Regular reviews of non-profit business processes are essential

ProcessesDoes your organisation conduct regular reviews of business processes? Regular reviews of business processes are essential to any non-profit organisation. Routine analysis of such processes often times uncovers:

  • Inefficiencies.
  • Inadequacies in resourcing.
  • Waste.
  • Lack of competencies.
  • Opportunities for improvement.
  • Ethical or legal issues.

Reviews of  processes – who to conduct them

Organisations may lack the expertise or the right person to conduct such a review.

Not every staff person of a non-profit organisation is best suited to study business processes. Event leaders or managers may lack the skills necessary to lead a review. Often times, the person who has guided the processes for a set time frame is the worst person to review the same processes. Many times it requires someone from the outside (outside of the business unit or outside of the charity itself) to conduct the review.

What type of person is right to conduct business process analysis? A person who is best suited to review business process and conduct the necessary change is someone who has the following skills set:

  • A facilitator – someone who gets along with all types of personalities and who can guide change – even when there is resistance to such change.
  • A change manager – someone who has coordinated change efforts and navigated choppy waters prior. A real champion for change when change is needed.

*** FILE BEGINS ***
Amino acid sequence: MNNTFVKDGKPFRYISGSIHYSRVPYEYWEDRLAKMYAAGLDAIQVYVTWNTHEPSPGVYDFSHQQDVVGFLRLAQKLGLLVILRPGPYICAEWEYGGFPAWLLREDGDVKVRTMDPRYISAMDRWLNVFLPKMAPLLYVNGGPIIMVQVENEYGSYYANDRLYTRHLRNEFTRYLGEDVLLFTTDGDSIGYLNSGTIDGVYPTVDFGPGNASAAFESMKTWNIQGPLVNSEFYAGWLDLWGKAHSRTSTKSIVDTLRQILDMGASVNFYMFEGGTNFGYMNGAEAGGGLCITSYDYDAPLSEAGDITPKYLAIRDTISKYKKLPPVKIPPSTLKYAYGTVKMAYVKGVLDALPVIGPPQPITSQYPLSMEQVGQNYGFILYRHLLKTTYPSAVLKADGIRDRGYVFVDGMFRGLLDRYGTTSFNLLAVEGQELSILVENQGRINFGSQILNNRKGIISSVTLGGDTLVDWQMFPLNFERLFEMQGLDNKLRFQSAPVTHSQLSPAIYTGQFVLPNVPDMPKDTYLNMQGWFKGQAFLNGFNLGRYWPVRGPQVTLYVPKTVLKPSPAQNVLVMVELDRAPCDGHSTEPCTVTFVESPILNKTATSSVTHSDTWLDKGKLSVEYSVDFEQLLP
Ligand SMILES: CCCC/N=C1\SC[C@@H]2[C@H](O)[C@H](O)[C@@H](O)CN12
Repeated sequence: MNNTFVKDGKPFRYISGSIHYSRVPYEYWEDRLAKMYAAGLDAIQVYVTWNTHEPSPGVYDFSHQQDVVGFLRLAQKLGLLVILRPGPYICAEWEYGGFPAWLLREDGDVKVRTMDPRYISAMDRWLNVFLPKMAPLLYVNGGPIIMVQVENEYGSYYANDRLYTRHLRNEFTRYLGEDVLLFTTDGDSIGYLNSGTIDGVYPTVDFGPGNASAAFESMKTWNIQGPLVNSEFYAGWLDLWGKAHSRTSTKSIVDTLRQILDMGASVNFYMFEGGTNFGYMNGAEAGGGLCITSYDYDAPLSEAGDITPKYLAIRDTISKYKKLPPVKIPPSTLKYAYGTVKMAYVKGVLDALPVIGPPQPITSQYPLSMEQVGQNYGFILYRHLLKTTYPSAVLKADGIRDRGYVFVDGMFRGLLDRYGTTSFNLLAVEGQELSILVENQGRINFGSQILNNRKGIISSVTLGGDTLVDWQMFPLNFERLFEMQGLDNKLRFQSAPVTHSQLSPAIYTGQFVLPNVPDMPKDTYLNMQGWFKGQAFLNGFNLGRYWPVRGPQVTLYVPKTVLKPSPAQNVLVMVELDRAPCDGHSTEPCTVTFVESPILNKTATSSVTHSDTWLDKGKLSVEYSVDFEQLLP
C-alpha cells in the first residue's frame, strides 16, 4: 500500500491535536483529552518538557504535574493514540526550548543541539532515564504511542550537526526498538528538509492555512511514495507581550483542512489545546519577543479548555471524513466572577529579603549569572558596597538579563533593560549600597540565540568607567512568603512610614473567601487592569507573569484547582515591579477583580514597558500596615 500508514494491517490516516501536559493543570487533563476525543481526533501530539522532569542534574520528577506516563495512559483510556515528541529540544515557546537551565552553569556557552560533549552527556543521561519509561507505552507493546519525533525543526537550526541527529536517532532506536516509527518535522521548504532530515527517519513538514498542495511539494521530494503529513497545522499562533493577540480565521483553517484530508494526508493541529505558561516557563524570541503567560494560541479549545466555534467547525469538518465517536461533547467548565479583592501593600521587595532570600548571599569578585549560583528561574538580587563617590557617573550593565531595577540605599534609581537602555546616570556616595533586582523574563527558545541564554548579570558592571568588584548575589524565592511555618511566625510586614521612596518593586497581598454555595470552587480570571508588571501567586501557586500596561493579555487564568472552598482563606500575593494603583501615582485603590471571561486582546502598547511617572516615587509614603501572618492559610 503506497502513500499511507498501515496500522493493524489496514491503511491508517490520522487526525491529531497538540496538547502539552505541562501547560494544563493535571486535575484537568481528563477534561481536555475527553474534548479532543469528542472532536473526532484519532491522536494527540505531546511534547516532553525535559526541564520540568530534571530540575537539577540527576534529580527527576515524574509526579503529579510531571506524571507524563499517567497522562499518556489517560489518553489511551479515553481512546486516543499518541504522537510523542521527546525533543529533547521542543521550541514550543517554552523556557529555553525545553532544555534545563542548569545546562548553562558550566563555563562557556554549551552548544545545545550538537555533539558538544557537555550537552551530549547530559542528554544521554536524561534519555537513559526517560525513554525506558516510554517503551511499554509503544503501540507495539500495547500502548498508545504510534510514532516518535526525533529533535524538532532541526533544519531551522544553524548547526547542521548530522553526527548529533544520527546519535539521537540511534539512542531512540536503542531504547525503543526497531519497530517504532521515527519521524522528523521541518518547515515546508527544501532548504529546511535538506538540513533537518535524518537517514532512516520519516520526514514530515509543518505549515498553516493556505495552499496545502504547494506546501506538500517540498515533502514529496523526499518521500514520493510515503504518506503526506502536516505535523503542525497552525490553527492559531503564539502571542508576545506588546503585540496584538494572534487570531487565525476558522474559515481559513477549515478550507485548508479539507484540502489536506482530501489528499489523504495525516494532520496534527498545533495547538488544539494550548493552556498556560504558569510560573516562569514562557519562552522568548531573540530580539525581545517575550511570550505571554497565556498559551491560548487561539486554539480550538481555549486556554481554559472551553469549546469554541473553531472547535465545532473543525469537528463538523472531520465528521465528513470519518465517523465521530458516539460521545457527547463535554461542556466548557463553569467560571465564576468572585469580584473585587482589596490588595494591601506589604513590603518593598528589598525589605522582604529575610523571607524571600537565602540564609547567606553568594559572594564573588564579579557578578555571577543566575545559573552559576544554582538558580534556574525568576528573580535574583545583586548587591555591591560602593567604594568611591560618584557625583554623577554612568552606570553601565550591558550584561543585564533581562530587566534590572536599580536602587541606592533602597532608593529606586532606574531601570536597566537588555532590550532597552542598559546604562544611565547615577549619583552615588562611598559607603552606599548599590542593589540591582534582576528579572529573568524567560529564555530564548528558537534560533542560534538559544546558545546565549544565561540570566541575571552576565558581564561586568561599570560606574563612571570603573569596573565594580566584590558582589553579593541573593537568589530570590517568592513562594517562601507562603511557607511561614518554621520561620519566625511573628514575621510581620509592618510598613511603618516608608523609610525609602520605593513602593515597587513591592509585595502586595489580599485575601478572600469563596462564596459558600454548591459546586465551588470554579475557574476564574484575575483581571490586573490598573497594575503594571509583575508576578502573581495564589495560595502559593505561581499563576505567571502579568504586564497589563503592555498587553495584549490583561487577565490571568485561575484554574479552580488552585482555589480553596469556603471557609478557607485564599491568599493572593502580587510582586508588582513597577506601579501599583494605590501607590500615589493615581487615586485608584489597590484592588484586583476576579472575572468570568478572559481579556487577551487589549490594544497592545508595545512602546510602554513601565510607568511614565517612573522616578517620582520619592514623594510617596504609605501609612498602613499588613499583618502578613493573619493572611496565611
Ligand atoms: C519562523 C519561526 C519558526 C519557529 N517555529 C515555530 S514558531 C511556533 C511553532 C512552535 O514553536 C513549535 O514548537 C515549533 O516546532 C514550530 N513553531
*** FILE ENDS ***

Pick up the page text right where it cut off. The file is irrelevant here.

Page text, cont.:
• An enabler – someone who enables others to facilitate their own change. Someone who can make others a cheerleader or advocate for change. This person spreads the excitement for change across the business unit or organisation.

How to conduct routine reviews

In the end, the coordinator of such a process needs to be a bit of a forensic detective. They need to also be the chief advocate for change and have the capacity to turn each and every process inside out and ask the following questions:

  • Why do we do “X” this way?
  • How long does it take you to perform “X” task?
  • What would it take for you to perform “X” task in ½ or ¼ the time?
  • Have we searched for a better way to perform this task?
  • Should we outsource this task?
  • Is there a way for technology to aid in this task?

Expected outcomes of routine reviews

The facilitator of the review process needs to document all discussions and make recommendations for each topic area. A report should be issued and should contain an action plan. The report should be reviewed with the team involved and with organisation leadership. The action plan should contain a timeline, assigned resources, and any associated costs. Ultimately, the action plan needs to be committed to by leadership.

Change shouldn’t happen just to change

While every process in the department should be reviewed, not every process will be changed. Do not change just for the sake of change. Instead, review with the following goals:

  • Consider the value of each process.
  • Document each process.
  • Highlight what is working well with various processes.
  • Recommend changes required for any process requiring change.
  • Document an action plan for change needed.

When and how often to review

A process review might be best conducted as part of the annual strategic planning process. Some organisations conduct business process reviews when considering a search for a new constituent relationship management (CRM) solution. Others conduct reviews when a crisis or issue arises. In the end, a non-profit organisation cannot be well placed to achieve its goals without, at the same time, ensuring business processes are clean, buttoned down, and as efficient and effective as possible.

FundraisingForce conducts regular business process reviews for non-profit organisations. If you need assistance with your business process, contact FundraisingForce today.